Danny Lee took the lead Saturday in the Waste Management Phoenix Open in front of the largest crowd in golf history.
With an estimated 201,003 fans packing TPC Scottsdale's Stadium Course, Lee shot a 4-under 67 to move three strokes ahead of friend Rickie Fowler and Hideki Matsuyama.
"Two-hundred thousand?" Lee asked. "Wow!"
The previous largest crowd at the Stadium Course in Scottsdale, Ariz., was 189,722 in 2014. The tournament also set a day record Friday at 160,415, and has drawn 535,035 overall. The weekly mark of 564,368 was set last year.
"I'm just trying to enjoy myself and I am," Lee said. "It's so much fun out there, so many people just cheering for Rickie instead of me, unfortunately. But I'm having fun."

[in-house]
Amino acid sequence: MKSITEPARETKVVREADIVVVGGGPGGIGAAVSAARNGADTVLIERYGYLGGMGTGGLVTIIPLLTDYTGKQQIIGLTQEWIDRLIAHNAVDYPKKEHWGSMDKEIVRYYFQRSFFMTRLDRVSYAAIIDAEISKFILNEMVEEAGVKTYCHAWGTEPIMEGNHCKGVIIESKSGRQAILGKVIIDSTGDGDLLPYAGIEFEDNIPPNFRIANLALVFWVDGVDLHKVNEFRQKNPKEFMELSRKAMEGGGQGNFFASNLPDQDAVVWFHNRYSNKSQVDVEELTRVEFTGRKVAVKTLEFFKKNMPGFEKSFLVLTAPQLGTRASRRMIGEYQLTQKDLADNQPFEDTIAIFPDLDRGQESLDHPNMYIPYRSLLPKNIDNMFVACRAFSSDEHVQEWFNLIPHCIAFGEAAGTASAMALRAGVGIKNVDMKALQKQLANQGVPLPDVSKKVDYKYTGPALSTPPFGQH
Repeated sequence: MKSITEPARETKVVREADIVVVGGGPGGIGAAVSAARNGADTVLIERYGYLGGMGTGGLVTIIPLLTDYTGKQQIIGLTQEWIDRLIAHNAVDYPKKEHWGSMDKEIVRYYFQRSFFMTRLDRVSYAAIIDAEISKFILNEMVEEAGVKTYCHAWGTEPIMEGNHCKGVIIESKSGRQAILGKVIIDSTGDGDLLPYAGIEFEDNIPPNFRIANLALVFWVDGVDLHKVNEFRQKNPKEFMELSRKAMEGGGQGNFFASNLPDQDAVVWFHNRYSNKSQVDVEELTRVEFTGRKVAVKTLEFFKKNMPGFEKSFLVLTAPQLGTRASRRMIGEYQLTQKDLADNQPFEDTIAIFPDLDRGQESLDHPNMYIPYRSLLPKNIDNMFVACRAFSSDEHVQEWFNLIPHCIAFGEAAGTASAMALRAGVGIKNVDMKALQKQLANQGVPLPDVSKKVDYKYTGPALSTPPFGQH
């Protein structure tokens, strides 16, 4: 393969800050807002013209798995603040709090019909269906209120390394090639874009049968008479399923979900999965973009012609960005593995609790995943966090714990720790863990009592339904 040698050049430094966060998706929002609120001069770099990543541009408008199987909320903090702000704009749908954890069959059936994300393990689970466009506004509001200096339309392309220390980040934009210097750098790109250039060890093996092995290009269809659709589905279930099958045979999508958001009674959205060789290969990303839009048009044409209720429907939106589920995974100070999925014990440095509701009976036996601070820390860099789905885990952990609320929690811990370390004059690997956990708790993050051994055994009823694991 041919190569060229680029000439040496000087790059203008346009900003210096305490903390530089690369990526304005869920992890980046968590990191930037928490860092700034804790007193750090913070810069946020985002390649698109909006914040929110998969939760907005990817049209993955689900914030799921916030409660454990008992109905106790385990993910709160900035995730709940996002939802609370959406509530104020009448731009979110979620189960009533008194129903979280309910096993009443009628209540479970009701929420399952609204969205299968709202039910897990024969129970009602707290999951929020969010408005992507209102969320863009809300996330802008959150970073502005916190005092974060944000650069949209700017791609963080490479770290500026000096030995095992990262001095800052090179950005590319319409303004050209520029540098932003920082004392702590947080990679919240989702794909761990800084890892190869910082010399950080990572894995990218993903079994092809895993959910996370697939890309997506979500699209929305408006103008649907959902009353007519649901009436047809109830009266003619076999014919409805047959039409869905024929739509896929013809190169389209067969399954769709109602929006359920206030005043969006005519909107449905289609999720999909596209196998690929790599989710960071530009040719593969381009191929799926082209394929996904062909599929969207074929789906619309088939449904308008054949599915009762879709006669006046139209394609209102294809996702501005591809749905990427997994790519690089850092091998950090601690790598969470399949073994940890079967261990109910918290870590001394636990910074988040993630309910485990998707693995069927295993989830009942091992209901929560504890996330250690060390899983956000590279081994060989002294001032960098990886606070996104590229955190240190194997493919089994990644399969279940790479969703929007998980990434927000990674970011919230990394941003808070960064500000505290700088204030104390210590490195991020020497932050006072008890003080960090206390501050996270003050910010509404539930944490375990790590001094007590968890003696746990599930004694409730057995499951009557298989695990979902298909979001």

"Winning at the Greenbrier Classic gave me a lot of confidence," Lee said. "It kind of taught me how to be on the top and what I need to work on and what it takes to win a golf tournament."
He's making his fourth appearance in the event after missing the cuts the last three years.
"I always struggled with my tee-shot game out here," Lee said. "This week, I have been driving it really nicely."
Fowler parred the final five holes for a 70. Matsuyama had a 68.
"I just didn't get much out of the round," said Fowler, at No. 4 the top-ranked player in the field. "Just kind of managed it well and played with what I had to get around."
Second-round leader James Hahn had a 74 to fall into a tie for seventh at 7 under. Tied with Lee for the lead at 12 under after the 11th hole, he dropped five strokes on the next three holes.